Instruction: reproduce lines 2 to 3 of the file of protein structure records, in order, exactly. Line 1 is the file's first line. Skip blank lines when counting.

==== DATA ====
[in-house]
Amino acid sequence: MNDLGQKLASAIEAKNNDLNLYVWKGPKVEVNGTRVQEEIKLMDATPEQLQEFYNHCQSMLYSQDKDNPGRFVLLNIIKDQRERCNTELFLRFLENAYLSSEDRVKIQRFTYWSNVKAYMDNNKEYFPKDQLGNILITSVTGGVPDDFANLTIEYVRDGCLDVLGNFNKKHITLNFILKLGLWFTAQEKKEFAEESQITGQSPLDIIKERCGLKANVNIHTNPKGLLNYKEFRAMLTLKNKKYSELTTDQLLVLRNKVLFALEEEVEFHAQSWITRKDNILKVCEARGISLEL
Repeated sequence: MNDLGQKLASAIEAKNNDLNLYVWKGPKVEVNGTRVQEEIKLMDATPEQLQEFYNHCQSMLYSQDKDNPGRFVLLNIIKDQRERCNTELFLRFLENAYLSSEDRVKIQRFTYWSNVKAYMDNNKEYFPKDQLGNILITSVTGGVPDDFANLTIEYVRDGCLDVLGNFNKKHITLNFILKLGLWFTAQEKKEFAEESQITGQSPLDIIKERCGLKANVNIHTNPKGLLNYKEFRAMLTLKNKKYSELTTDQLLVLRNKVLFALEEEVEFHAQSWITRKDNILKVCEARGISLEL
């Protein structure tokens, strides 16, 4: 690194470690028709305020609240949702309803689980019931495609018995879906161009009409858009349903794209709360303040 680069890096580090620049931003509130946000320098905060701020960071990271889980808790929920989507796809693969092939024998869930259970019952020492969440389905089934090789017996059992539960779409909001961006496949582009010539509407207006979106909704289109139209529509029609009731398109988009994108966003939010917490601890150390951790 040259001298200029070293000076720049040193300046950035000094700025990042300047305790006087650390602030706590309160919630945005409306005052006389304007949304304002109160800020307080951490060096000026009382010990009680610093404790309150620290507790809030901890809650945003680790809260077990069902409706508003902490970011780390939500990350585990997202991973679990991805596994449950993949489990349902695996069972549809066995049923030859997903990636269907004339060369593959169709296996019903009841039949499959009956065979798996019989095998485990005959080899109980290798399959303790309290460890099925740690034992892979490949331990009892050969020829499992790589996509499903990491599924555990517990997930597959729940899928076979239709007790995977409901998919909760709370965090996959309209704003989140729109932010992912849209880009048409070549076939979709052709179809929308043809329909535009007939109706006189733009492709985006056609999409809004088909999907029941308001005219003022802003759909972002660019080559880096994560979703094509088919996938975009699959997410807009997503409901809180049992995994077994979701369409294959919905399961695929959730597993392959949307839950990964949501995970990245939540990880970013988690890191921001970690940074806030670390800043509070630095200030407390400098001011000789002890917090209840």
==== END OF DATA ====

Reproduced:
Amino acid sequence: MNDLGQKLASAIEAKNNDLNLYVWKGPKVEVNGTRVQEEIKLMDATPEQLQEFYNHCQSMLYSQDKDNPGRFVLLNIIKDQRERCNTELFLRFLENAYLSSEDRVKIQRFTYWSNVKAYMDNNKEYFPKDQLGNILITSVTGGVPDDFANLTIEYVRDGCLDVLGNFNKKHITLNFILKLGLWFTAQEKKEFAEESQITGQSPLDIIKERCGLKANVNIHTNPKGLLNYKEFRAMLTLKNKKYSELTTDQLLVLRNKVLFALEEEVEFHAQSWITRKDNILKVCEARGISLEL
Repeated sequence: MNDLGQKLASAIEAKNNDLNLYVWKGPKVEVNGTRVQEEIKLMDATPEQLQEFYNHCQSMLYSQDKDNPGRFVLLNIIKDQRERCNTELFLRFLENAYLSSEDRVKIQRFTYWSNVKAYMDNNKEYFPKDQLGNILITSVTGGVPDDFANLTIEYVRDGCLDVLGNFNKKHITLNFILKLGLWFTAQEKKEFAEESQITGQSPLDIIKERCGLKANVNIHTNPKGLLNYKEFRAMLTLKNKKYSELTTDQLLVLRNKVLFALEEEVEFHAQSWITRKDNILKVCEARGISLEL